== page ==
Summer Survival: Store this Stuff in the Fridge

Summer Survival: Store this Stuff in the Fridge

Jennifer Hunter
Jun 1, 2015
(Image credit: Veronica Roth)

With summer on the way, our homes are about to heat up big-time. So what's the best way to get some old-school cooling action without the AC? The fridge (and freezer) of course. We'll tell you what everyday household items can benefit from some icebox action (and what's just a myth).


Flowers — We finally proved it once and for all! Of five major methods rumored to keep flowers fresher, the fridge ( at night) was the winner.

Aloe — After too much sun, aloe feels good but COLD aloe feels amazing. Never going back to room temp on this one.

Eyeliner — Wasting a chunk of your favorite eyeliner to sharpening is a bummer. Chilling your pencil before you grind away helps you achieve a sharp point with less breakage and waste.

Pillowcase — Hot summer nights are on the way. Help yourself get to sleep by pulling a new icy pillowcase out of the freezer before bed every night.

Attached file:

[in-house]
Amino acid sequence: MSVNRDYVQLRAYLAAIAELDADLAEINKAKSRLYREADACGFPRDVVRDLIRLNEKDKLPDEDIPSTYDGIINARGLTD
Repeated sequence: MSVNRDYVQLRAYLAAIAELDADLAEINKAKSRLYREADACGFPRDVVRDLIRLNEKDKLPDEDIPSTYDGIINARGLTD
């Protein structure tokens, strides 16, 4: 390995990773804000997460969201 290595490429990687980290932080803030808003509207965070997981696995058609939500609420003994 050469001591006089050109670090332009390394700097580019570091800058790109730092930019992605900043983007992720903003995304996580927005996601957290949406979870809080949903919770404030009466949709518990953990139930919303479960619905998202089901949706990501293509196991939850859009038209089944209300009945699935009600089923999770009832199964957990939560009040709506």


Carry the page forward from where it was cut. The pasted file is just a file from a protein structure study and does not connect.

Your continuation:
Long term storage of grains/nuts/oils — Sure, these things are technically food, but the fridge helps keep bulk amounts of common pantry items from spoiling before you have a chance to use them up!

(Image credit: Nancy Mitchell)


Sweaters — Whether it's to kill moth larvae that you already have or just protect them from even the possibility of becoming a moth's lunch, AT writers have been writing about storing their sweaters in the freezer for years.

Candles — You might see just a minimal difference with your large jar-candles, but it's the tapers fresh out of the freezer that absolutely do burn longer and have noticeably fewer drips.

Jeans — This one's an AT classic. Not everyone is as brave as Maxwell is with his laundry, but the freezer method really does preserve the color and life of your denim. Try it!

Sealed envelope — I haven't tried this one, but the internet says the best way to cleanly open an envelope you've accidentally sealed too soon, is a quick trip to the icebox. Apparently it'll pop right open.

Metal utensils — The secret of my speedy whipped cream? The freezer. I pop a metal bowl and beaters into the freezer for a few minutes before I want to whip, and the cream always comes together in a snap.

Don't bother

Nail polish — the cold actually makes polish thicker and harder to apply so the benefits of (slightly) slower evaporation are probably moot.

Batteries — Any cool, dark place will do to lengthen your batteries' life but only by a few minutes. Most say it's barely worth it.

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